Emory International Law Review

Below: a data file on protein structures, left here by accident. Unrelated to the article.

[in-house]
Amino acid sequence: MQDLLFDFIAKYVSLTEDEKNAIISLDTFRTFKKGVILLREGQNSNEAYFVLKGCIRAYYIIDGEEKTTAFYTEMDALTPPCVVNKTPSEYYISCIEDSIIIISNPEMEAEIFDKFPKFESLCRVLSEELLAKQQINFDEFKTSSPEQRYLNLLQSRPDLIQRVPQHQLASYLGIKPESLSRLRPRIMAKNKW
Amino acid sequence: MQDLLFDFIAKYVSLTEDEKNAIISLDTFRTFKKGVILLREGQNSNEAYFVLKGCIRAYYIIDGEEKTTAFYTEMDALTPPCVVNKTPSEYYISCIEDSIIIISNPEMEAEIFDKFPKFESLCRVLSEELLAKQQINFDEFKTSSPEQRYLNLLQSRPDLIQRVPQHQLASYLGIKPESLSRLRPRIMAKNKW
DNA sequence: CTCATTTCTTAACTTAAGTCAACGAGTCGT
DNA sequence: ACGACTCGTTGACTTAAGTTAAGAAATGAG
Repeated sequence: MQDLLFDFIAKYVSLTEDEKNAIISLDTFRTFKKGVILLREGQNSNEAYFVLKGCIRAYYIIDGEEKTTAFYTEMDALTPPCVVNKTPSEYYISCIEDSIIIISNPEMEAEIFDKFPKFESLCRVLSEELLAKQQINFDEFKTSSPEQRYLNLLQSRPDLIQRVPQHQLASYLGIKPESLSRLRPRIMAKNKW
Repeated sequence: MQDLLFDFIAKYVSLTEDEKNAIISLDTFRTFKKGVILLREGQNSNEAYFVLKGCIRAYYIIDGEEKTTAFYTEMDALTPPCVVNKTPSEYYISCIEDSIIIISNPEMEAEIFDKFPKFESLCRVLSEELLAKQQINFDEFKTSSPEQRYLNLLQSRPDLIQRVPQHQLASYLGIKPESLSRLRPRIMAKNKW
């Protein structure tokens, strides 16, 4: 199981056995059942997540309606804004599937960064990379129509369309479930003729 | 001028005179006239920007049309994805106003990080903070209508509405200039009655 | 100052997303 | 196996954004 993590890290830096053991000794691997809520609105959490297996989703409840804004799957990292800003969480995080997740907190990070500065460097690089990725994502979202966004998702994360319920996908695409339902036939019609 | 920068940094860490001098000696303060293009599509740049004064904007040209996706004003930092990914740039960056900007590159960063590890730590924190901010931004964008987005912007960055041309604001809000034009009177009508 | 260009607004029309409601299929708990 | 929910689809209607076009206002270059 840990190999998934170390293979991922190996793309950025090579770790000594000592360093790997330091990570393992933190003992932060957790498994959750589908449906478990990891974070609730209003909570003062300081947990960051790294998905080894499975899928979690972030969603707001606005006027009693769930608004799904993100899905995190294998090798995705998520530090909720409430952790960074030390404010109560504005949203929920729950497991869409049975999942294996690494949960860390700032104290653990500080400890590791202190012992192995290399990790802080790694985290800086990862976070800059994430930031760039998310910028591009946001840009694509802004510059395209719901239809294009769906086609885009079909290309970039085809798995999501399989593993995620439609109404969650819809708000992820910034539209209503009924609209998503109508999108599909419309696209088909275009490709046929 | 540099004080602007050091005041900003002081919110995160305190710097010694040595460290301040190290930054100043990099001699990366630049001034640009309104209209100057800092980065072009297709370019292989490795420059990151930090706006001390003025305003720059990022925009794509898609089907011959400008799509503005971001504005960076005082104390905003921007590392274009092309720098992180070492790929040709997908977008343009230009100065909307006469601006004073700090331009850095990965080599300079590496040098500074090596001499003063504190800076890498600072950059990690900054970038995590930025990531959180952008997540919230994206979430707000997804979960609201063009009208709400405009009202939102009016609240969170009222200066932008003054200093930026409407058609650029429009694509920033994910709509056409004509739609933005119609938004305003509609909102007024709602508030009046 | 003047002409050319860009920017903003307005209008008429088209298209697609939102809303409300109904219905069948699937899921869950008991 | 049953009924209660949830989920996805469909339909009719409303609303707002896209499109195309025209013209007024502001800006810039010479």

Is the United States, as an international actor, different from all other international actors? If so, how is it different? What makes it different? How does American sovereignty fit into a larger conception of international law? These questions go back to the beginning of the Republic, and they remain pressing today. Many have debated this question in terms of the legacy of the Founding. Some find in the Founding the seeds of multilateralism and perhaps even cosmopolitanism; others, rejecting this interpretation, advance a nationalist and unilateralist account of the Founding. But the Founding is not the whole story.